On March 21, Rabbi Chessy Deitsch of the Chabad Tysons Jewish Center thanked Vienna resident Mike Berger for his donation of more than 100 Haggadah to the center. The collection belonged to Berger’s father.
Photo by Donna Manz.
Passover Seder at Chabad Tysons Jewish Center Open to All
First Seder Night, Monday, April 14, begins at 7:30 p.m.; second Seder night: Tuesday, April 16, begins at 8:30 p.m.
Chabad Tysons Jewish Center, 2107 Chain Bridge Road, Vienna, 22182 (corner of Chain Bridge Road and Horseshoe Drive). RSVP 703--821-7770. Hosted by Chabad Tysons Jewish Center, Rabbi Chessy Deitsch. For more details, email rabbi@chabadtyson.... To learn more about Chabad Tysons Jewish Center, visit http://www.Chabad...">www.ChabadTyson.com.
Passover or Pesach celebrates the deliverance of the Jewish people from slavery in Egypt. The sacred holiday begins sunset of Monday, April 14, and ends nightfall of Tuesday, April 22. The commemoration begins with the Passover ritual, the Seder, in which followers of the Jewish faith read from the family Haggadah, breaking for a traditional feast. At its core, the Haggadah narrates the story of the Exodus from Egypt.
On March 21, the Chabad Tysons Jewish Center, in Vienna, recognized a donation of more than 100 Haggadot [Jewish texts] from Mike Berger, a Vienna resident whose father collected the versions throughout his lifetime.
THE CHABAD TYSONS JEWISH CENTER is a close-knit community that welcomes newcomers as warmly as it welcomes old friends. And on Monday and Tuesday, April 14 and 15, the Chabad Tysons invites Jewish and non-Jewish neighbors to participate in the Passover Seder experience.
"Everyone is welcome," said Rabbi Chessy Deitsch. "The Chabad Seder is like family; it’s home away from home." Rabbi Deitsch promised a warm environment, a "delicious" catered traditional Seder dinner, insights, singing, four cups of wine, and Matzah. "Whether you are a Seder veteran or a curious explorer, the Chabad Seder offers a stimulating and satisfying experience," Rabbi Deitsch said.
The Seder, which means "order" in Hebrew, follows a traditional protocol. The leader of the Seder leads the prayers and songs and the Haggadah is passed from guest to guest who recites passages. Sometimes, children act out a vignette.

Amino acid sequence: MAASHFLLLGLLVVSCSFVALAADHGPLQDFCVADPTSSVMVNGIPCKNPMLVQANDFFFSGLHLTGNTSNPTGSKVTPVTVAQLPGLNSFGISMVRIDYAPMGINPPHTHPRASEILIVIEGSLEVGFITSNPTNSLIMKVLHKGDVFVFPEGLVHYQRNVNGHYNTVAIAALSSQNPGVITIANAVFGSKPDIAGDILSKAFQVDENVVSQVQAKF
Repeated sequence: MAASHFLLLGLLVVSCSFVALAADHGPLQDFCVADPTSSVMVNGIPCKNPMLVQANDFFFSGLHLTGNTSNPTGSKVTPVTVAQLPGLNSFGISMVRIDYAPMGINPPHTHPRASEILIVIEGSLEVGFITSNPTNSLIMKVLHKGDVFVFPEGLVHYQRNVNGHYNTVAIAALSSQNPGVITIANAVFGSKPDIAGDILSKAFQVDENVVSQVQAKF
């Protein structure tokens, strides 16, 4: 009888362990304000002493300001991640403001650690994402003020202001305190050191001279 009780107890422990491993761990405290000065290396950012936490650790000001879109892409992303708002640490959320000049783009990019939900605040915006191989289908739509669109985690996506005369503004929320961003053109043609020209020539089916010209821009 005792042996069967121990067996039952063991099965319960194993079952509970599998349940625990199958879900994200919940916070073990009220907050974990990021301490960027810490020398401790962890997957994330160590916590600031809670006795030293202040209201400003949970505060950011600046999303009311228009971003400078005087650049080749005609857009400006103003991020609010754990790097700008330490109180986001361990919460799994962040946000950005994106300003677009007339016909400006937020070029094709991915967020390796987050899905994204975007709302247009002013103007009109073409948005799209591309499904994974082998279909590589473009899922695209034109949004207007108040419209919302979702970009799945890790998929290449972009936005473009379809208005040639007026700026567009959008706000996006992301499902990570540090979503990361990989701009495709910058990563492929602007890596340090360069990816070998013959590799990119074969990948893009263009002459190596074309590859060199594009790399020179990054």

The first known completed manuscript of the Haggadah was written in the 10th century. In 1482, with the introduction of the printing press, the first printed Haggadah was produced and is now housed in a Jerusalem library. The story of the emancipation of the Israelites is a story of plagues and of faith, of suppression and of freedom.
The eight-day festival of Passover is celebrated in the early spring, from the 15th through the 22nd day of the Hebrew month of Nissan. After more than 200 years of enslavement to the Egyptian pharaohs, God sent Moses to Pharaoh with a message, "send forth my people, so that they may serve me." When God visited the last of the plagues upon the Egyptians, he "passed over" the home of the children of Israel, sparing them. The Israelites fled, taking with them their unleavened bread. Matzah is central to the Seder dinner.
READING THE HAGGADAH at the Seder table fulfills the commandment to recount to new generations the story of the Israelites’ Exodus from Egypt. For many local Jewish families, it’s a living heritage.
"Judaism is both a religion and a culture," said Steve Hyatt of McLean. "The Chabad embraces the cultural side of the people."
Hyatt’s family comes to the Chabad Tysons Jewish Center the first night of Passover. The second night is spent at the Hyatt home, a "more intimate" personal experience, said Hyatt. There’s a lot of symbolism in the Haggadah, he said.
"The main thing of the Seder is that it shares the story of your people; you learn what your roots are," Hyatt said.
To RSVP to the Passover Seder or for more details, email email@example.com or call 703-821-7770. To learn more about Chabad Tysons Jewish Center, visit www.ChabadTyson.com.